Thursday, January 08, 2009

Information, Culture, and Responsibility

These screencast videos about technology and culture are so often tacitly about design as anything else; nonetheless this video is thought provoking (and well designed!):

(It should be mentioned that Bermuda has such high internet penetration, relatively, because it is tiny: just over 66,000 people living on 20.6 sq. miles.) Actually, that's my only gripe with this presentation--where did this information come from? Is the data properly contextualized? I know I'm splitting hairs here, but I do wish the video would include at the end some sort of indicator about about how the information was gathered and from what sources.

This video also reminds me of a concept I still often ponder--the difference between information and knowledge, and of course, the process of information becoming knowledge. The video asks "Do You Know?" This is a good refrain for the video, but I then have to ask, what good is knowing when the knowing does not (or cannot) alter behavior in positive ways for the "knower"? I don't mean to sound cynical, this is rather just a question about which I wonder. Perhaps that is the difference between information and knowledge: information is data that cannot yet be acted upon, while knowledge is data that, to use a business term, is actionable.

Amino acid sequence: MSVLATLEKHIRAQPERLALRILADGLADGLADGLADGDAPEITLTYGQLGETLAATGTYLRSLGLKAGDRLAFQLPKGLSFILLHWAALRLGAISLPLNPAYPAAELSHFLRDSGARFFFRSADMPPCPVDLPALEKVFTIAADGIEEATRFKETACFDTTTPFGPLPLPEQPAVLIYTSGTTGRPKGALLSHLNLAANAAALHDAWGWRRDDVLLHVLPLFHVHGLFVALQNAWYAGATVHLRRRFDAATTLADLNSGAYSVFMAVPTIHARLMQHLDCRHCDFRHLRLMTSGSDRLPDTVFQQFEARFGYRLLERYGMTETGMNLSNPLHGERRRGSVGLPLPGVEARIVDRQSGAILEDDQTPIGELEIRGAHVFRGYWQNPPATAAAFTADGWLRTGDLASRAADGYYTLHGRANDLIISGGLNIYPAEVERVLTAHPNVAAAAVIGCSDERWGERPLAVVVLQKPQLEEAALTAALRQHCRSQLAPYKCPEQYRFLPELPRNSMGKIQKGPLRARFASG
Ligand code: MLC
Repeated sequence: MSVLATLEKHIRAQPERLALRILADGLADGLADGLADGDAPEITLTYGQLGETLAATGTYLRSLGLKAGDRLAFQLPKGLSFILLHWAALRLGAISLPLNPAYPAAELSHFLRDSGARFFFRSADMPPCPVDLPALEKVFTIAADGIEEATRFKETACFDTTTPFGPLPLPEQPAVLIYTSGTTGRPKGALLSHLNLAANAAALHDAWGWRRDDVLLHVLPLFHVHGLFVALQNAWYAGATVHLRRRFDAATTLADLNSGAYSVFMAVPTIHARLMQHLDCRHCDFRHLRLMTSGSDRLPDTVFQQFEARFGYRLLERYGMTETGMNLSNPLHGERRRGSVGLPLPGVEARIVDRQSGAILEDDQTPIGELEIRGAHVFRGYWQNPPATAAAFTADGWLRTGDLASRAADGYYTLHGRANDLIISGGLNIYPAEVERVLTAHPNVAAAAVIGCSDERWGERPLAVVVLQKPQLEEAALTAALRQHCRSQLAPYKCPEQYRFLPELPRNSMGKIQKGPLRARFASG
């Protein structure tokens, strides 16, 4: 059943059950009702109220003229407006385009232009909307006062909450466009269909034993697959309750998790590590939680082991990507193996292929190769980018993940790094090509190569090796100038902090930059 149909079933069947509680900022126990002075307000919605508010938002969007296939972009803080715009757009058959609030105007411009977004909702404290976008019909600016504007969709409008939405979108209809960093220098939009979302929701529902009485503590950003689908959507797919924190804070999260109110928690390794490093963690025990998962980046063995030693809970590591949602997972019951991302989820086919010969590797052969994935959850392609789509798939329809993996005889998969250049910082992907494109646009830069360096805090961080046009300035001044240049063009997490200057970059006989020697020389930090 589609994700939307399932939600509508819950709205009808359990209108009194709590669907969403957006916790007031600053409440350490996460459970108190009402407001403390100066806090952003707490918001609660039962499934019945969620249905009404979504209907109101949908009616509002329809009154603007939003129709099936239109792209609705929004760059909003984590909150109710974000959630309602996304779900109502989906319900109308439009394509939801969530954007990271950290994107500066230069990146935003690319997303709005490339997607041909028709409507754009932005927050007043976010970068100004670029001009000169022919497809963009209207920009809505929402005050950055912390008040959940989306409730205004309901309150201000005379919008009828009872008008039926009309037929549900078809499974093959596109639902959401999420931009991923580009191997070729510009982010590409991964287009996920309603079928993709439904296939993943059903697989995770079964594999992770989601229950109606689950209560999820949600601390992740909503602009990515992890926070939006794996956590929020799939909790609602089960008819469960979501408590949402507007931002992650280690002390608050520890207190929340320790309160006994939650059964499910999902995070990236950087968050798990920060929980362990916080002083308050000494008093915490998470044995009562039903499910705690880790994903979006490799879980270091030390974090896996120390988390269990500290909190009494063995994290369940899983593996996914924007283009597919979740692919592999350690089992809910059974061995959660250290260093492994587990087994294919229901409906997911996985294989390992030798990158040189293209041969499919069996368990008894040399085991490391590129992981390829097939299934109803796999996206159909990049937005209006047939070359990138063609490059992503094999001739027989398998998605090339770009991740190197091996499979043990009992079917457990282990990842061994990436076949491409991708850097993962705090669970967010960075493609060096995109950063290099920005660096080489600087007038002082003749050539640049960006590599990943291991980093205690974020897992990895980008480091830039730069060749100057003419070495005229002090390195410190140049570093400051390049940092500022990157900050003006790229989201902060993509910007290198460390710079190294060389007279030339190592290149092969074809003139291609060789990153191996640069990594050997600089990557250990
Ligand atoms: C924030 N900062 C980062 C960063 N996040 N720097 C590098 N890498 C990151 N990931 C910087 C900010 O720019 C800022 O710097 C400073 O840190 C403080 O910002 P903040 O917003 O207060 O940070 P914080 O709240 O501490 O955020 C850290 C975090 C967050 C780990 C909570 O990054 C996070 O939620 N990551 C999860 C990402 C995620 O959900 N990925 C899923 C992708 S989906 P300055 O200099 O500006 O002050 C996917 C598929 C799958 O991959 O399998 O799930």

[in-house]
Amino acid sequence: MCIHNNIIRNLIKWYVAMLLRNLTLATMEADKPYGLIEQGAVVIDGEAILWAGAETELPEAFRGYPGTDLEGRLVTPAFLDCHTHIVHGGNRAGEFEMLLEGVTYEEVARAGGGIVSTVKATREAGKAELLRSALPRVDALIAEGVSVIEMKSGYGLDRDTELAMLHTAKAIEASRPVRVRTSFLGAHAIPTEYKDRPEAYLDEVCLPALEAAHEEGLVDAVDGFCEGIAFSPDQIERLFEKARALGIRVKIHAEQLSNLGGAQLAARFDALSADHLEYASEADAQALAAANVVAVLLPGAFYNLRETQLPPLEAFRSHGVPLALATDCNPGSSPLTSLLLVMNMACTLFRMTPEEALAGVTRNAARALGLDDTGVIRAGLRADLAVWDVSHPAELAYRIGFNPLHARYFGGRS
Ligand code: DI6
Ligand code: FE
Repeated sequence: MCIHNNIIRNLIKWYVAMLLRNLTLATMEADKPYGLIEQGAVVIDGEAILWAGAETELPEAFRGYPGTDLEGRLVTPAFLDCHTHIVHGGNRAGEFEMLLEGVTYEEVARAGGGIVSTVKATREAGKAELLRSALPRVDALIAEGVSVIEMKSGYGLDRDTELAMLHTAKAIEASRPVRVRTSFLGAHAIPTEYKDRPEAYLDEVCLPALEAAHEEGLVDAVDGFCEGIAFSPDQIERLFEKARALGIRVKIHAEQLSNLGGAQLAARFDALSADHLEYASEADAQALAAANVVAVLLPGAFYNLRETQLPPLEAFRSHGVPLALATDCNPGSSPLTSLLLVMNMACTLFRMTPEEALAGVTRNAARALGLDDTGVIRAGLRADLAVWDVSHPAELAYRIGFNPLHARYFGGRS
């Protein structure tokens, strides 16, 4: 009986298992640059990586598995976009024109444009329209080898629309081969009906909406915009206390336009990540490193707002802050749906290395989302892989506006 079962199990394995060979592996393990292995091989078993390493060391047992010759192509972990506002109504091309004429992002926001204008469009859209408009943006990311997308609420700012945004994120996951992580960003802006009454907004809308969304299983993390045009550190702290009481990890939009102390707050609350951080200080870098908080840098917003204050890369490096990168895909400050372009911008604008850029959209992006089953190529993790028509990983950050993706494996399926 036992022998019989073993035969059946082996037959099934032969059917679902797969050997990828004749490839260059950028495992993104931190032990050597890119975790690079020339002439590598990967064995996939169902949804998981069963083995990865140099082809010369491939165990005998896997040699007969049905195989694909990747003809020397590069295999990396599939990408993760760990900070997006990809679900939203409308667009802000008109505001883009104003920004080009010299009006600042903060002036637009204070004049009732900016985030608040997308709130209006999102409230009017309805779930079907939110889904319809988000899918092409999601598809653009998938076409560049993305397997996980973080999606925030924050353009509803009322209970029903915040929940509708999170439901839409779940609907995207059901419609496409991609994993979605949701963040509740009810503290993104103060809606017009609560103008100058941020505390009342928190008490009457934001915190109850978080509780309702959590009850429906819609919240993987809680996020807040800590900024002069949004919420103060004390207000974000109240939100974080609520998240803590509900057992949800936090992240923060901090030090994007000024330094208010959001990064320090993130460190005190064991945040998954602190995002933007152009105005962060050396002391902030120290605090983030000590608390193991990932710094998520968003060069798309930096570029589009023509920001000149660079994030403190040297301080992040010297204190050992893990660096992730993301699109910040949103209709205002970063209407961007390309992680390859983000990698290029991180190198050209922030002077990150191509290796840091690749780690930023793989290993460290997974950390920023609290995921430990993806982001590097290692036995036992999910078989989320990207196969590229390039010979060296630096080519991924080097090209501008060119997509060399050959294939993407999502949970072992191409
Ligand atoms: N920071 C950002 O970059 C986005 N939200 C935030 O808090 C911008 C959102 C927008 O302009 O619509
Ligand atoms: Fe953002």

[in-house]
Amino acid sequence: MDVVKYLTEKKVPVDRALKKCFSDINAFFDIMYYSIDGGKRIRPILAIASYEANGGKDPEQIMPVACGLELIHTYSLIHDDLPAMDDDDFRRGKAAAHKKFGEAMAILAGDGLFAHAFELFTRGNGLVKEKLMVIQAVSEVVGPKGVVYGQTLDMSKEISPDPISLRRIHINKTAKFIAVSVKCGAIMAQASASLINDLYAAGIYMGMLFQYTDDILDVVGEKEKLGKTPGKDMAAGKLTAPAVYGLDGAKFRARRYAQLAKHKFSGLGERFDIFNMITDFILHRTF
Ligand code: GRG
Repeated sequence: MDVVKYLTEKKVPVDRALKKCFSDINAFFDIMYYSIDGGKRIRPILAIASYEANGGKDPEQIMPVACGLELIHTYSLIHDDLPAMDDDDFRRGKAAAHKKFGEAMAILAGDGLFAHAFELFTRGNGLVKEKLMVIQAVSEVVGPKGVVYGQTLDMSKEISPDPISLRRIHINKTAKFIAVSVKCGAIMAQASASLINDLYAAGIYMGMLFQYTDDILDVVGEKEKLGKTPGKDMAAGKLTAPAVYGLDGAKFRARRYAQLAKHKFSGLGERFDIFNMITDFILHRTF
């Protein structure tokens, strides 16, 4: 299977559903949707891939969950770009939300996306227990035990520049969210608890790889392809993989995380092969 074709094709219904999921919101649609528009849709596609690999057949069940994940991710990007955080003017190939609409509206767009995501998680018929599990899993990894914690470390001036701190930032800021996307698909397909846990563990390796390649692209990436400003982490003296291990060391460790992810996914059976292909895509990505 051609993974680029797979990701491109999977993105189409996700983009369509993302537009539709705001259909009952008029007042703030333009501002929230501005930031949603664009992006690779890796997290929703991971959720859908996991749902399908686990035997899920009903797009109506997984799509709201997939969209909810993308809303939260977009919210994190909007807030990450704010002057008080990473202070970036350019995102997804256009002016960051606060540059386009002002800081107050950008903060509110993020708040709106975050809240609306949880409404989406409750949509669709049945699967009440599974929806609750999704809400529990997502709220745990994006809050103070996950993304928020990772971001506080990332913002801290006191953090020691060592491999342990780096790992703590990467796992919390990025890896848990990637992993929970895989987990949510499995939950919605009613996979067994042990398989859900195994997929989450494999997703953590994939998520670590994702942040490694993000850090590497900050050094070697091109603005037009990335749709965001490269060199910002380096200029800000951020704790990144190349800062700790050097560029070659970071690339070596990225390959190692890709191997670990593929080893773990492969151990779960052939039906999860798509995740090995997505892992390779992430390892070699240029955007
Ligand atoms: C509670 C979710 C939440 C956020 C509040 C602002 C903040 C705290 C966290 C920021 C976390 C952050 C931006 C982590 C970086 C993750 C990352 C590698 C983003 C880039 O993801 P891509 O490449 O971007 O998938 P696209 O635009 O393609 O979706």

The tacit question, of course, is how we as a species will begin to deal with this immense amount of information. When we realize that we can create and publish information so much faster than we can organize or even comprehend its fullness, the above presentation takes on a slightly more serious tone; nonetheless, that doesn't mean we can't try. Ah the joys of librarianship! I knew I went into this profession for good reason.

Thanks to Karl at for posting the above video!

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